After a hundred days of protest, the Writers Guild of America is returning to work. Does the negotiated agreement constitute a “win” or a “loss” for the labor union, for the television networks, for consumers of art? There is much disagreement and debate. The effects ripple out to tens of thousands of people, and will probably not be understood for months to come.

As of the end of the strike on Feb. 12, the Alliance of Motion Picture and Television Producers “estimated that the walkout had cost writers about $285 million in lost wages and had cost workers in other film unions nearly $500 million.” (NY Times) S. Mark Young, professor at USC’s Marshall Scholl of Business, calculated a higher number: “…we’re looking at somewhere around $3.5 billion. I think that it’s still a little bit too early to assess what the actual damage is going to be, but my calculations are based on things like lost productivity, the kinds of income taxes that aren’t going to be collected, sales tax for the everyday-life stuff that people aren’t purchasing.” (Newsweek)

Under the terms of the negotiated Minimum Basic Agreement (click for PDF), companies are required to re-hire the striking writers (unless the writers’ show was canceled or the number of staff was reduced, which is predicted to be a problem for many people). Additionally, the minimum pay for the writers will be increased. Perhaps the most significant feature of the agreement is that it covers digitally distributed content, or “new media”. Although the strike is over, WGA members must vote by Feb. 26 on whether to ratify the agreement.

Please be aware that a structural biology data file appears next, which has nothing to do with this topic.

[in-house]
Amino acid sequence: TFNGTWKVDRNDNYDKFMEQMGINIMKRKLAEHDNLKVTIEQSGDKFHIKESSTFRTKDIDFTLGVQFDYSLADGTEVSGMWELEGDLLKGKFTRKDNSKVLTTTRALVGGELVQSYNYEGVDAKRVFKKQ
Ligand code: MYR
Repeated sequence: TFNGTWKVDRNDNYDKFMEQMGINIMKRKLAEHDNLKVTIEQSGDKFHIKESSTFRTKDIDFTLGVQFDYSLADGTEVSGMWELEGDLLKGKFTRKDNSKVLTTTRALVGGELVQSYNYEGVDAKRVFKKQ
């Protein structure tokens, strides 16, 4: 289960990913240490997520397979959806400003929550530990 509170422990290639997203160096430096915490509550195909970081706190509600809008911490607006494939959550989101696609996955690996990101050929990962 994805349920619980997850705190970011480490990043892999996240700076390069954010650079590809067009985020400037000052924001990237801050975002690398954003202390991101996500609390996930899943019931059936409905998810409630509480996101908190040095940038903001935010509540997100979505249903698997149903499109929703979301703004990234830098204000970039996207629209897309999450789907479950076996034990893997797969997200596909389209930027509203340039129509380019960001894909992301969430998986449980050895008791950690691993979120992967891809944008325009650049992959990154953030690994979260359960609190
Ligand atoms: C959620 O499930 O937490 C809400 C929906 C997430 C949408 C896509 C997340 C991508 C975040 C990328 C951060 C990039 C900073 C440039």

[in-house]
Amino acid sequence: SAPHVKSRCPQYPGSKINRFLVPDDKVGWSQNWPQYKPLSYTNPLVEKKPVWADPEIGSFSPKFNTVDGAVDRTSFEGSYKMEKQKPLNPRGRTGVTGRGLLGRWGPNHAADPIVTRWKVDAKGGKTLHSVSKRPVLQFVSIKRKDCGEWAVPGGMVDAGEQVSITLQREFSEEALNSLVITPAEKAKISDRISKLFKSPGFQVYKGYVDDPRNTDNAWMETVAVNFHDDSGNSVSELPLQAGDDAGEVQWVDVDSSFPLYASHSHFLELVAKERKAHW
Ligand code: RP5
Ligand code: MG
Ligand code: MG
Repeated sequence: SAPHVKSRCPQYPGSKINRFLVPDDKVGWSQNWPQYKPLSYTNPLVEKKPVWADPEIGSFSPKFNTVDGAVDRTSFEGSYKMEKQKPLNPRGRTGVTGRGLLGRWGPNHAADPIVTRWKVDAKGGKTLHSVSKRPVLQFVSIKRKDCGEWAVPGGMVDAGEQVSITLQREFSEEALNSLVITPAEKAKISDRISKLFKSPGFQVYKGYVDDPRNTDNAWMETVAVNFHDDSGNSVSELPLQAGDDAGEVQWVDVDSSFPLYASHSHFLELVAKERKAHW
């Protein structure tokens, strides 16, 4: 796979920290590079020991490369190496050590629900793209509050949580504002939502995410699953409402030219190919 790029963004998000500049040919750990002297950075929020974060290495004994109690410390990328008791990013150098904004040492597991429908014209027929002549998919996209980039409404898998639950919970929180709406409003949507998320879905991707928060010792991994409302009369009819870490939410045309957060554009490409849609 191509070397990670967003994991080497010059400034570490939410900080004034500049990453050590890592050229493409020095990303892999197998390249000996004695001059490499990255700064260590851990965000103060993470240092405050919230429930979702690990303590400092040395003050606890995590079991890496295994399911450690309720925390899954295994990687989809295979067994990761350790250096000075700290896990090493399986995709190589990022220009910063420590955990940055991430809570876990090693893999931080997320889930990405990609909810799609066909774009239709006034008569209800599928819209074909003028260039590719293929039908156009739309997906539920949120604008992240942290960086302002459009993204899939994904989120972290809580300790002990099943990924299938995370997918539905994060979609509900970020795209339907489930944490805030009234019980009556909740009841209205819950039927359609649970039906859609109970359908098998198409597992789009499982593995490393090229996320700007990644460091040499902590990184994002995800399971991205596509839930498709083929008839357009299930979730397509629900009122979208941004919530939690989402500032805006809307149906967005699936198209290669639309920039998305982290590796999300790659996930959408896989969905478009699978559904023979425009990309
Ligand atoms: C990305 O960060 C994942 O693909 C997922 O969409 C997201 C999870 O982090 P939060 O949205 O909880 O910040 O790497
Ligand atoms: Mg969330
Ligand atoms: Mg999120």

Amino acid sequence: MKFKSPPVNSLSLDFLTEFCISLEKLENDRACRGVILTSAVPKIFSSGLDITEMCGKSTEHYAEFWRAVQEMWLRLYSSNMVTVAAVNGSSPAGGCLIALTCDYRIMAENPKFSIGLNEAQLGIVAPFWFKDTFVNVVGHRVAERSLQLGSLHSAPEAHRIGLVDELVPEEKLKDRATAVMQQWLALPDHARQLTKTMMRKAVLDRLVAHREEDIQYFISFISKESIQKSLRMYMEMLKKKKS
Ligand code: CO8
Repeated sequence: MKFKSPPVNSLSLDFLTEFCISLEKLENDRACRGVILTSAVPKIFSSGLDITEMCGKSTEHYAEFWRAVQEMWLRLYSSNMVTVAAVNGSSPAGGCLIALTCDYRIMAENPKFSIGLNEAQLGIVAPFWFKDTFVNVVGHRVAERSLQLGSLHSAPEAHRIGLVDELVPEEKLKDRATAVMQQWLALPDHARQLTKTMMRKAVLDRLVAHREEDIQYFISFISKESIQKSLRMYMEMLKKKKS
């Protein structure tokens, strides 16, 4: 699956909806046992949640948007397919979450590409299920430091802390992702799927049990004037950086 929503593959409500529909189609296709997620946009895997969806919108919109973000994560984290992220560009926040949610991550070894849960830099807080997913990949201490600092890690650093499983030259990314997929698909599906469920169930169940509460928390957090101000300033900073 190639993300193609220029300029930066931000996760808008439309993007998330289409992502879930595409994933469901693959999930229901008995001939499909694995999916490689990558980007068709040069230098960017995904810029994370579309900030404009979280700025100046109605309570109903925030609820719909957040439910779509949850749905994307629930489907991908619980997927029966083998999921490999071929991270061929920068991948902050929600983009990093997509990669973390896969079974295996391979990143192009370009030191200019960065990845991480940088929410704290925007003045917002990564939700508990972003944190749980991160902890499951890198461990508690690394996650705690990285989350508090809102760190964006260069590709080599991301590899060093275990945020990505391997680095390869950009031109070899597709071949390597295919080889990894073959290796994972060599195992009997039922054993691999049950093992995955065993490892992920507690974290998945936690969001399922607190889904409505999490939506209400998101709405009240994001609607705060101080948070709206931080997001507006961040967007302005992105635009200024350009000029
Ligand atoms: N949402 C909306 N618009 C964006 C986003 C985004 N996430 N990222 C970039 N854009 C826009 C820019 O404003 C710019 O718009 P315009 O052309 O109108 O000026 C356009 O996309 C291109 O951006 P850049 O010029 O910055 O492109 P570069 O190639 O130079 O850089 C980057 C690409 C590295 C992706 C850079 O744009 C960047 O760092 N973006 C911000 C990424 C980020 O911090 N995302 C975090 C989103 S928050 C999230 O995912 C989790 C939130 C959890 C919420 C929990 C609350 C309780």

The end of the strike curiously coincided with Parashah Tetsaveh, which commands the recruitment of artists and the dedication of their work to a sacred purpose. “Speak to everyone who is naturally talented, to whom I have granted a spirit of wisdom, and let them make Aaron’s vestments. These vestments will then be used to consecrate him and make him a priest to Me.” (Ex. 28:3) Thus, the eternal dilemma for artists: should they use their gifts to feed their family, or to infuse the world with light, hope, dignity, and awe? Maybe one day those options won’t be mutually exclusive.